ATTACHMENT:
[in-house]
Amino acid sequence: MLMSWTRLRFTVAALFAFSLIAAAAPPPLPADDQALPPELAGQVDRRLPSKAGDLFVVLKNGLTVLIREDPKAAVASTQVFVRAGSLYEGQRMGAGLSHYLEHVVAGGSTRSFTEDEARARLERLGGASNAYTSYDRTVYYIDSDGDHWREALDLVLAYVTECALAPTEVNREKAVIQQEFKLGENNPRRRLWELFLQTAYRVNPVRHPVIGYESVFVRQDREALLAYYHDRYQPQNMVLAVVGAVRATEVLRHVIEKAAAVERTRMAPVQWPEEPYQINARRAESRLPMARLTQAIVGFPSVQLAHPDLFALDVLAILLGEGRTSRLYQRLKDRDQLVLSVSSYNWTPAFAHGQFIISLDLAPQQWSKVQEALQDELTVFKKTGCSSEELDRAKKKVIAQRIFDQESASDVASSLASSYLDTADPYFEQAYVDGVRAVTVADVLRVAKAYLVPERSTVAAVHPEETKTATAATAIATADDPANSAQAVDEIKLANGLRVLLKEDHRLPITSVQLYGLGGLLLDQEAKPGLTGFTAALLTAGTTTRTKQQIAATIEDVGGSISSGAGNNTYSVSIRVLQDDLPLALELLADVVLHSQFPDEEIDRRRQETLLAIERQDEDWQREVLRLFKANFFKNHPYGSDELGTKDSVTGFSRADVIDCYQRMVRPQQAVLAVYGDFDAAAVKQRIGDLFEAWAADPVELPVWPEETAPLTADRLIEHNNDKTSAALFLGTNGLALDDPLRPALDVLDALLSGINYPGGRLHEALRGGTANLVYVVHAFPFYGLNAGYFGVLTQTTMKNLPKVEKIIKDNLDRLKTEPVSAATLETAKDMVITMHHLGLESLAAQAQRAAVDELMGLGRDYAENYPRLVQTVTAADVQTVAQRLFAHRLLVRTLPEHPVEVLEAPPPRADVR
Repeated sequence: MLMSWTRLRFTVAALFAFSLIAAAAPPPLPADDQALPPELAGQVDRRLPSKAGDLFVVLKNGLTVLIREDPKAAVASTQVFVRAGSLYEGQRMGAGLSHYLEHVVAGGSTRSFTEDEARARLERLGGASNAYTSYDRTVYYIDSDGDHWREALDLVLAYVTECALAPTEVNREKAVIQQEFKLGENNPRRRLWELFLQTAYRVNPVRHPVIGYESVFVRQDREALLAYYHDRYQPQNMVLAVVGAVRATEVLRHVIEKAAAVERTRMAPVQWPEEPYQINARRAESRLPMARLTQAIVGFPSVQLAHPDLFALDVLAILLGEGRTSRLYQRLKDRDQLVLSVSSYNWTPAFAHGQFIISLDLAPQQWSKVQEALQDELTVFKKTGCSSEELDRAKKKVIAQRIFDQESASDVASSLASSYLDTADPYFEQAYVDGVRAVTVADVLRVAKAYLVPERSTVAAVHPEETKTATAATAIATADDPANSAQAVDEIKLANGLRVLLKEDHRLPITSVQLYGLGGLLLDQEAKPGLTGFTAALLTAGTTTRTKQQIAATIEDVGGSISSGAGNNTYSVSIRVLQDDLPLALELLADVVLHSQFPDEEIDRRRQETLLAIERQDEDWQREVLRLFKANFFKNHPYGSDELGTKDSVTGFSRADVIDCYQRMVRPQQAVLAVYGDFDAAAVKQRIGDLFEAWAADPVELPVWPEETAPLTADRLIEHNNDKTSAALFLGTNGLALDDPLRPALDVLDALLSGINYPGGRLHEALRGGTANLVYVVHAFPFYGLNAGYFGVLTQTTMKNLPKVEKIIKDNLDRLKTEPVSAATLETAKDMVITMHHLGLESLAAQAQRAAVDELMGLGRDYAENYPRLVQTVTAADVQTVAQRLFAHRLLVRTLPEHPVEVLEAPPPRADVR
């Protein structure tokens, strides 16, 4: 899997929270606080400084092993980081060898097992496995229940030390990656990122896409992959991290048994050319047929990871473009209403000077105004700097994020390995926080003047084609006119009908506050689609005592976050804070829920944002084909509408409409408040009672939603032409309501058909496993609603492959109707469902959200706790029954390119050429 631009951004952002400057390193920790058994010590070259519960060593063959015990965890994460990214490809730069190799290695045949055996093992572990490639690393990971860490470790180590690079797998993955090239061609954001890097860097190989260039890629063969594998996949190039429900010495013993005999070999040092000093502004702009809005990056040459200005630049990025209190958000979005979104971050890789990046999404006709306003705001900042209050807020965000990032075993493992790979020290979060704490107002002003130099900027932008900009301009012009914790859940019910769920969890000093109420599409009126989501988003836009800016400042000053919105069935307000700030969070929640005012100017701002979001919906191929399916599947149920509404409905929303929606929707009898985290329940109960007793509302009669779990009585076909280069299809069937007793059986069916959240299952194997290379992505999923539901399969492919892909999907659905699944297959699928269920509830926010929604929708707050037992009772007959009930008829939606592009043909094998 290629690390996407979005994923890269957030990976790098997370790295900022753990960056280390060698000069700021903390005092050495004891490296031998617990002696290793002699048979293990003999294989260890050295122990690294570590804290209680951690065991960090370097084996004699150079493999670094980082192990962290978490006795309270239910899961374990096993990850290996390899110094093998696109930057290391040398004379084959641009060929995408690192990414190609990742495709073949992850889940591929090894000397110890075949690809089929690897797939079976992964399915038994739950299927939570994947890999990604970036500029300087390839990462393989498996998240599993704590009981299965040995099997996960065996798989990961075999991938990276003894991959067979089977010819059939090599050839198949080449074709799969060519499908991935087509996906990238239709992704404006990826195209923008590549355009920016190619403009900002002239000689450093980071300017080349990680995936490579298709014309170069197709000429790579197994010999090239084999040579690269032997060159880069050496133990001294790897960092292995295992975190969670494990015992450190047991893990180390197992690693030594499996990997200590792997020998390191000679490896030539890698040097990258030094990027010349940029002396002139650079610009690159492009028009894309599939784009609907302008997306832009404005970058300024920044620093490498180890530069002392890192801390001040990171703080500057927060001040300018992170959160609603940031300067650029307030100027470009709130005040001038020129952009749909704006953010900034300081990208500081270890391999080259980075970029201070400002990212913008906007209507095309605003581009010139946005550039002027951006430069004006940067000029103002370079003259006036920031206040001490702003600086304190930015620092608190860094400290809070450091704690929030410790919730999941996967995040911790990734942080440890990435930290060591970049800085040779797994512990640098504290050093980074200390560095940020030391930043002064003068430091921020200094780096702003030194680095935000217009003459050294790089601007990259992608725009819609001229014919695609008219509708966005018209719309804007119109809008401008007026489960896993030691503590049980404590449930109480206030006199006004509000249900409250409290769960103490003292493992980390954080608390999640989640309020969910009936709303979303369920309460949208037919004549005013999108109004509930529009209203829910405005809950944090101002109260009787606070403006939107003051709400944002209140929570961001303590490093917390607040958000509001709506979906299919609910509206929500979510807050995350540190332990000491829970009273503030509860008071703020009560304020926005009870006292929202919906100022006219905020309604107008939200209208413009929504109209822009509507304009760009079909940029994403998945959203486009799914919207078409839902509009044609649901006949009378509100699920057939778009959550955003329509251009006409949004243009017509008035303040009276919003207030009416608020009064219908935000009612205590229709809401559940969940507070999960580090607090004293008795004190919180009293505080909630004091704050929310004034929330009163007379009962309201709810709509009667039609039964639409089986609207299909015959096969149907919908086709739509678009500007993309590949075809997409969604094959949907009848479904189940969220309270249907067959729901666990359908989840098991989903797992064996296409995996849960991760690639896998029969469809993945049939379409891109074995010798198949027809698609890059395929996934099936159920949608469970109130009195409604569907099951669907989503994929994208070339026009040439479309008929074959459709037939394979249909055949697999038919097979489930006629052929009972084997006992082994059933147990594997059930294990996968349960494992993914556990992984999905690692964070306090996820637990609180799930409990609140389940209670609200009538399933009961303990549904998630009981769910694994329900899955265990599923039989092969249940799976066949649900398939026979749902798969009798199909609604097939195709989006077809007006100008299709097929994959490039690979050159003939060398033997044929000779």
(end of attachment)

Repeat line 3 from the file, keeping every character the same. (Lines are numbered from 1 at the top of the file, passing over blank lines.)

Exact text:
Repeated sequence: MLMSWTRLRFTVAALFAFSLIAAAAPPPLPADDQALPPELAGQVDRRLPSKAGDLFVVLKNGLTVLIREDPKAAVASTQVFVRAGSLYEGQRMGAGLSHYLEHVVAGGSTRSFTEDEARARLERLGGASNAYTSYDRTVYYIDSDGDHWREALDLVLAYVTECALAPTEVNREKAVIQQEFKLGENNPRRRLWELFLQTAYRVNPVRHPVIGYESVFVRQDREALLAYYHDRYQPQNMVLAVVGAVRATEVLRHVIEKAAAVERTRMAPVQWPEEPYQINARRAESRLPMARLTQAIVGFPSVQLAHPDLFALDVLAILLGEGRTSRLYQRLKDRDQLVLSVSSYNWTPAFAHGQFIISLDLAPQQWSKVQEALQDELTVFKKTGCSSEELDRAKKKVIAQRIFDQESASDVASSLASSYLDTADPYFEQAYVDGVRAVTVADVLRVAKAYLVPERSTVAAVHPEETKTATAATAIATADDPANSAQAVDEIKLANGLRVLLKEDHRLPITSVQLYGLGGLLLDQEAKPGLTGFTAALLTAGTTTRTKQQIAATIEDVGGSISSGAGNNTYSVSIRVLQDDLPLALELLADVVLHSQFPDEEIDRRRQETLLAIERQDEDWQREVLRLFKANFFKNHPYGSDELGTKDSVTGFSRADVIDCYQRMVRPQQAVLAVYGDFDAAAVKQRIGDLFEAWAADPVELPVWPEETAPLTADRLIEHNNDKTSAALFLGTNGLALDDPLRPALDVLDALLSGINYPGGRLHEALRGGTANLVYVVHAFPFYGLNAGYFGVLTQTTMKNLPKVEKIIKDNLDRLKTEPVSAATLETAKDMVITMHHLGLESLAAQAQRAAVDELMGLGRDYAENYPRLVQTVTAADVQTVAQRLFAHRLLVRTLPEHPVEVLEAPPPRADVR